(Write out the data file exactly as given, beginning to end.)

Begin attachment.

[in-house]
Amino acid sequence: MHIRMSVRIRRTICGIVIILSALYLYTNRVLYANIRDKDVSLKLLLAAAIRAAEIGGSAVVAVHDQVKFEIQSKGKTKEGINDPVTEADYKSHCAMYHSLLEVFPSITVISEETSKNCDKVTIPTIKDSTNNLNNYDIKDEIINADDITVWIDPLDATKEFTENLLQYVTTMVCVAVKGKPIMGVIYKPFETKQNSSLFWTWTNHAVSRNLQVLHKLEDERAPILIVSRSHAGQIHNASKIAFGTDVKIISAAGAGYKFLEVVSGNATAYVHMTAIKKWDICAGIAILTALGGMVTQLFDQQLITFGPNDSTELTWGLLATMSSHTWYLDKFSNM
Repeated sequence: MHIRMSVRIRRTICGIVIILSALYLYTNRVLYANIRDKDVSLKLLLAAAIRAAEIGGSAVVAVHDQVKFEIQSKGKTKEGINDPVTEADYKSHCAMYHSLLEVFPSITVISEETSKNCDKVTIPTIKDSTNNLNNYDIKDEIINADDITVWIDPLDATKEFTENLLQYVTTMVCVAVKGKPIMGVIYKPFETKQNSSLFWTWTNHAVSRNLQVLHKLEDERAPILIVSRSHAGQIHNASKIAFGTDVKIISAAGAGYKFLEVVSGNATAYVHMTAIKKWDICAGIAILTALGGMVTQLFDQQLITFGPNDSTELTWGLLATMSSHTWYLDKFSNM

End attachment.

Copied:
[in-house]
Amino acid sequence: MHIRMSVRIRRTICGIVIILSALYLYTNRVLYANIRDKDVSLKLLLAAAIRAAEIGGSAVVAVHDQVKFEIQSKGKTKEGINDPVTEADYKSHCAMYHSLLEVFPSITVISEETSKNCDKVTIPTIKDSTNNLNNYDIKDEIINADDITVWIDPLDATKEFTENLLQYVTTMVCVAVKGKPIMGVIYKPFETKQNSSLFWTWTNHAVSRNLQVLHKLEDERAPILIVSRSHAGQIHNASKIAFGTDVKIISAAGAGYKFLEVVSGNATAYVHMTAIKKWDICAGIAILTALGGMVTQLFDQQLITFGPNDSTELTWGLLATMSSHTWYLDKFSNM
Repeated sequence: MHIRMSVRIRRTICGIVIILSALYLYTNRVLYANIRDKDVSLKLLLAAAIRAAEIGGSAVVAVHDQVKFEIQSKGKTKEGINDPVTEADYKSHCAMYHSLLEVFPSITVISEETSKNCDKVTIPTIKDSTNNLNNYDIKDEIINADDITVWIDPLDATKEFTENLLQYVTTMVCVAVKGKPIMGVIYKPFETKQNSSLFWTWTNHAVSRNLQVLHKLEDERAPILIVSRSHAGQIHNASKIAFGTDVKIISAAGAGYKFLEVVSGNATAYVHMTAIKKWDICAGIAILTALGGMVTQLFDQQLITFGPNDSTELTWGLLATMSSHTWYLDKFSNM